Chemical PPE checklist
Industries working with hazardous chemicals need to be particularly careful when acquiring personal protective equipment. Fortunately, there are head-to-toe solutions to assist
While it is important for every industry to provide employees with personal protective equipment (PPE) that fits the application, this is particularly important for industries in which employees are exposed to hazardous chemicals. Contact with dangerous substances can cause serious harm, disability or even death.
Unlike other industries in which the incorrect equipment will simply be less effective, using the incorrect PPE when workers are exposed to chemicals will fail to provide any protection at all; thus placing the workforce in extreme danger.
The very first step to securing chemical-resistant PPE is to know which chemicals are present in the work environment, their impact and the length of exposure. It is, however, not enough to know only which chemicals are being used. Safety officers should also know about any additional chemicals that could be bi-products of the production process.
After conducting a comprehensive analysis, it is important to consult with the PPE supplier to ensure that the equipment meets all the relevant criteria. Depending on the chemicals present and the application, it might not be necessary to purchase a complete head-to-toe solution. It is still important, however, to consider the following equipment.
Protecting the crown
Hardhats are generally aimed at protecting the worker from falling objects or knocks to the head; however, it might also be necessary for the hat to protect against chemicals if there is a risk of chemicals dripping onto the worker’s head.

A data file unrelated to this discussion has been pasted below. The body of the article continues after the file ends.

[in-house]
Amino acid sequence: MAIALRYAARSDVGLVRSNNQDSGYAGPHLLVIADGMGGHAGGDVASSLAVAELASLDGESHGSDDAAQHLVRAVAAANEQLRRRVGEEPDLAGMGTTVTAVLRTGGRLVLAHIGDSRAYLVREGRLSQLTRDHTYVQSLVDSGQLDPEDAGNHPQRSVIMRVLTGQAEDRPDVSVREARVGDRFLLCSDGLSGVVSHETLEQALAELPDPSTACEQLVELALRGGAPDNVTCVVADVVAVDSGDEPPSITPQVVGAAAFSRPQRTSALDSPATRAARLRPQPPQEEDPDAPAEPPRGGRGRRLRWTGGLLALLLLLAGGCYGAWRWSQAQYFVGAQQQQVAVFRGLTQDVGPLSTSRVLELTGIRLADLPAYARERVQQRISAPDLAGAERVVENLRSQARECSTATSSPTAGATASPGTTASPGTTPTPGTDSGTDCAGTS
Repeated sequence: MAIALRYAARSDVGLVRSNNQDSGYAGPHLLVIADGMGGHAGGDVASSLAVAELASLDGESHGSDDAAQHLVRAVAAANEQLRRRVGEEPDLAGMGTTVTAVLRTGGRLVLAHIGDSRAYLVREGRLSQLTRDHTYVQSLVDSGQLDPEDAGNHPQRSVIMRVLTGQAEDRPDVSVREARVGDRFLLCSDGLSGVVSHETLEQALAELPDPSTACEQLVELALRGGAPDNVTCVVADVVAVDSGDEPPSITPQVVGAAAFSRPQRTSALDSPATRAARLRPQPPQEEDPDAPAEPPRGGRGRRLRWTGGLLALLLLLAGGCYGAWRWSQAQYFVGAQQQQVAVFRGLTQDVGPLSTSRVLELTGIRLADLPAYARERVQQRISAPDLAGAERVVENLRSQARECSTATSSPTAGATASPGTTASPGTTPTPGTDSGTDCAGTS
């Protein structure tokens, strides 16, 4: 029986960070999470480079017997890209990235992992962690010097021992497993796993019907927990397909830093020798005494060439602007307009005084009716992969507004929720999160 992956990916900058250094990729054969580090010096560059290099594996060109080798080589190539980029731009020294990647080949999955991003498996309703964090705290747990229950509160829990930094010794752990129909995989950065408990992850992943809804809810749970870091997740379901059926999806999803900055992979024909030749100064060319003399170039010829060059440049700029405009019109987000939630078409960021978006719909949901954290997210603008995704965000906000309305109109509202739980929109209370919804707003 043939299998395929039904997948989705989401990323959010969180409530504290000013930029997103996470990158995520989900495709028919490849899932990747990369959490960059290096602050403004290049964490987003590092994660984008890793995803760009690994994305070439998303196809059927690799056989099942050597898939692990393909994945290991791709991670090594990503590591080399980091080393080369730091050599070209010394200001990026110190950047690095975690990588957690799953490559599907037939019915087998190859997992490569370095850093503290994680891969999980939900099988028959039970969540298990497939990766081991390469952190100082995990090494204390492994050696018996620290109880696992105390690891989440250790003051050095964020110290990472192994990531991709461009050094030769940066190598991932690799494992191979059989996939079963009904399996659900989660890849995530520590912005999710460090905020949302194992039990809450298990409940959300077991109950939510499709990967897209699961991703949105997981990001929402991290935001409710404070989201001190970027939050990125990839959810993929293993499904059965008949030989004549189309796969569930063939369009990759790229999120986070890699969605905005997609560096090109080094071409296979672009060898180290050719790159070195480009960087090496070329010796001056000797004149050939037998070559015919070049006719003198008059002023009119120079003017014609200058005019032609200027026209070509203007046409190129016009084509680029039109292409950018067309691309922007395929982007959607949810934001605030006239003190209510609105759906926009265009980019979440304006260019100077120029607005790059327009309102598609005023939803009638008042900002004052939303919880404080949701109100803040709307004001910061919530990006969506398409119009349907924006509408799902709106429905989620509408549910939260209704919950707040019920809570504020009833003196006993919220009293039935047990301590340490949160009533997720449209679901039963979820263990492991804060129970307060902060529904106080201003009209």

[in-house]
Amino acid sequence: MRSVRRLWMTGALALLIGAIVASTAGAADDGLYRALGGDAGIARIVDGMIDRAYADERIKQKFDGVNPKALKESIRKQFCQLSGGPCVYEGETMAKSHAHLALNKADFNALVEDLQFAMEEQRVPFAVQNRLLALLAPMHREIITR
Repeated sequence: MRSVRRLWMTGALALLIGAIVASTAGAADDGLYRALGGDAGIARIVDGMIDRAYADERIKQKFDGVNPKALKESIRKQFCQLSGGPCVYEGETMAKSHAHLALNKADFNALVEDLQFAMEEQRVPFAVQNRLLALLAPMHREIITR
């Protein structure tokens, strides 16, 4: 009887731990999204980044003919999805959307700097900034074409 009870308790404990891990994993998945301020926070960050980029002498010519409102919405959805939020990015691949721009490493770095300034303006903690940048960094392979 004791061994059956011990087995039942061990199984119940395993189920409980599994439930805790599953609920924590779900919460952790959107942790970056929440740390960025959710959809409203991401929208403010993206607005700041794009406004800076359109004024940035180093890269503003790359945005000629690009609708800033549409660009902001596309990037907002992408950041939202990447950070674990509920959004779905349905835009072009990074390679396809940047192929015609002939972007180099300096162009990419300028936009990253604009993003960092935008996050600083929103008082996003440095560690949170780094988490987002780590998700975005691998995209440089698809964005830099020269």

If the hardhat is primarily used in a chemical-free area, it could still be necessary for the equipment to be resistant to all the chemicals present in the workplace. An employee could, for example, enter the area housing the chemicals. A hardhat that is not resistant to chemicals can thus be damaged or compromised, which places the employee at risk, even after they have left the area containing the chemical.
Covering the eyes
The face and eyes are arguably the most sensitive to harsh chemicals. Employees should be equipped with a splash guard, safety spectacles or a full-face mask. Depending on the face protection required, employers might also want to provide employees with respiratory protection.
Inhaling clean air
Respiratory protection can include a half- or full-face mask and even oxygen supply. Respiratory equipment should be able to filter out any harmful chemicals. Inhaling hazardous chemicals can cause the throat to burn or the individual to suffocate.
Keeping hands clean
Chemical-resistant gloves should be resistant to all the substances present, as they are the last-line of defence between the user and the chemical. It is also the equipment that needs to be the most resilient, as it will most likely come into contact with some or all of the chemicals.
In addition to eye, respiratory and hand protection, employers might need to invest in either chemical-resistant overalls or hazmat suits to ensure that other body parts, such as arms or legs, are not exposed to chemicals that could harm the skin.